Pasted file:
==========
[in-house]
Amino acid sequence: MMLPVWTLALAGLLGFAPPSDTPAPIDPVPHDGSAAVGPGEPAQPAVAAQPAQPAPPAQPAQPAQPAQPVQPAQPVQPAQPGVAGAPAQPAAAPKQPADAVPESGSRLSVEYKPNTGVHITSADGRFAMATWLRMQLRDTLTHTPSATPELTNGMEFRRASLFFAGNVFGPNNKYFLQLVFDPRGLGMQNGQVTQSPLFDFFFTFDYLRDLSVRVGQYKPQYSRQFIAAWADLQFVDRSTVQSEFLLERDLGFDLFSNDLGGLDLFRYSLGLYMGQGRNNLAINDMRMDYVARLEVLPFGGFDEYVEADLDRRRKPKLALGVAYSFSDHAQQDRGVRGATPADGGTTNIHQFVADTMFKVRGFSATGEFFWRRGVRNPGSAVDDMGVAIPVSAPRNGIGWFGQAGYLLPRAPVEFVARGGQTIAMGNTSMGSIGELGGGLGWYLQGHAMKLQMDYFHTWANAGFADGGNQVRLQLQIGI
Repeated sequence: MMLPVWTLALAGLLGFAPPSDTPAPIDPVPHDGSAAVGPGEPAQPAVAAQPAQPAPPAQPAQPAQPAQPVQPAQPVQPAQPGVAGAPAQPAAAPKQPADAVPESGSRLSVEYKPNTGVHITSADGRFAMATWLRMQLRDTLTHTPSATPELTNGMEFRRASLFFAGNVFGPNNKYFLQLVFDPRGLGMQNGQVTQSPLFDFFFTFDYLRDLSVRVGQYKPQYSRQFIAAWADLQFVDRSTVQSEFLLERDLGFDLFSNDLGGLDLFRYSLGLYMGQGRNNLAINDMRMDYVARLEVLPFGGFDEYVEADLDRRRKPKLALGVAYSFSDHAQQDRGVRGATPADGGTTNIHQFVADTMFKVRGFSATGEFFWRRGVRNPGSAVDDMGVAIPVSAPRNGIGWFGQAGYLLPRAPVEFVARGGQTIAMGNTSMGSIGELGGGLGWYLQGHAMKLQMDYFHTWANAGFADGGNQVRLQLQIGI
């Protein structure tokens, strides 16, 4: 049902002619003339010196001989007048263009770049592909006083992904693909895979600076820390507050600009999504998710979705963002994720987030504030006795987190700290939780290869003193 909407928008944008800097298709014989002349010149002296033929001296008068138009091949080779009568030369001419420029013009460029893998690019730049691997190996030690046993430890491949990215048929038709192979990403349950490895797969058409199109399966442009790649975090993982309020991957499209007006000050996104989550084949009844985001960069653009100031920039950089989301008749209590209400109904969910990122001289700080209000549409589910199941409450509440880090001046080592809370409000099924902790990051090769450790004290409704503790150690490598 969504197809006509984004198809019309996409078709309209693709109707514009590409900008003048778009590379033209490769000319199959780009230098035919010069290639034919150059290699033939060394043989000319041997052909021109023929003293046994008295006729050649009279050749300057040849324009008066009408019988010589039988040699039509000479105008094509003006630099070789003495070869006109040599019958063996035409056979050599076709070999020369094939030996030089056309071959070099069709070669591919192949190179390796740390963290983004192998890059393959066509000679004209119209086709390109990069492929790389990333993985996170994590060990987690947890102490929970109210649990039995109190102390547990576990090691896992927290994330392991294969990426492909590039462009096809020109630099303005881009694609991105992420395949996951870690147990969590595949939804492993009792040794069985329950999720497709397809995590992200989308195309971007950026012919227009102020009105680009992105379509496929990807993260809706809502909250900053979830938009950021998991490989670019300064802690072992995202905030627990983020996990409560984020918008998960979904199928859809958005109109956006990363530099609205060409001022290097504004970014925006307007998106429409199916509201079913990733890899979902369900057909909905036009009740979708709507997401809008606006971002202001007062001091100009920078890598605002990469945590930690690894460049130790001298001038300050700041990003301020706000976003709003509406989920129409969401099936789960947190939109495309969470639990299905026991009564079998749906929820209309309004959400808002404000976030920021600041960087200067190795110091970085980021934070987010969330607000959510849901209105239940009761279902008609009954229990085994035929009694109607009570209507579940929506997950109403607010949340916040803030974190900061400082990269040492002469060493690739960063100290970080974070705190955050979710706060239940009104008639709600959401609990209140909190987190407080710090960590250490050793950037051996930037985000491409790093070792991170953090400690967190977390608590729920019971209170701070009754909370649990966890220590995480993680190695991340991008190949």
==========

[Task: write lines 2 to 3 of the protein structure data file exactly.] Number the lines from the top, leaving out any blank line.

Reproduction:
Amino acid sequence: MMLPVWTLALAGLLGFAPPSDTPAPIDPVPHDGSAAVGPGEPAQPAVAAQPAQPAPPAQPAQPAQPAQPVQPAQPVQPAQPGVAGAPAQPAAAPKQPADAVPESGSRLSVEYKPNTGVHITSADGRFAMATWLRMQLRDTLTHTPSATPELTNGMEFRRASLFFAGNVFGPNNKYFLQLVFDPRGLGMQNGQVTQSPLFDFFFTFDYLRDLSVRVGQYKPQYSRQFIAAWADLQFVDRSTVQSEFLLERDLGFDLFSNDLGGLDLFRYSLGLYMGQGRNNLAINDMRMDYVARLEVLPFGGFDEYVEADLDRRRKPKLALGVAYSFSDHAQQDRGVRGATPADGGTTNIHQFVADTMFKVRGFSATGEFFWRRGVRNPGSAVDDMGVAIPVSAPRNGIGWFGQAGYLLPRAPVEFVARGGQTIAMGNTSMGSIGELGGGLGWYLQGHAMKLQMDYFHTWANAGFADGGNQVRLQLQIGI
Repeated sequence: MMLPVWTLALAGLLGFAPPSDTPAPIDPVPHDGSAAVGPGEPAQPAVAAQPAQPAPPAQPAQPAQPAQPVQPAQPVQPAQPGVAGAPAQPAAAPKQPADAVPESGSRLSVEYKPNTGVHITSADGRFAMATWLRMQLRDTLTHTPSATPELTNGMEFRRASLFFAGNVFGPNNKYFLQLVFDPRGLGMQNGQVTQSPLFDFFFTFDYLRDLSVRVGQYKPQYSRQFIAAWADLQFVDRSTVQSEFLLERDLGFDLFSNDLGGLDLFRYSLGLYMGQGRNNLAINDMRMDYVARLEVLPFGGFDEYVEADLDRRRKPKLALGVAYSFSDHAQQDRGVRGATPADGGTTNIHQFVADTMFKVRGFSATGEFFWRRGVRNPGSAVDDMGVAIPVSAPRNGIGWFGQAGYLLPRAPVEFVARGGQTIAMGNTSMGSIGELGGGLGWYLQGHAMKLQMDYFHTWANAGFADGGNQVRLQLQIGI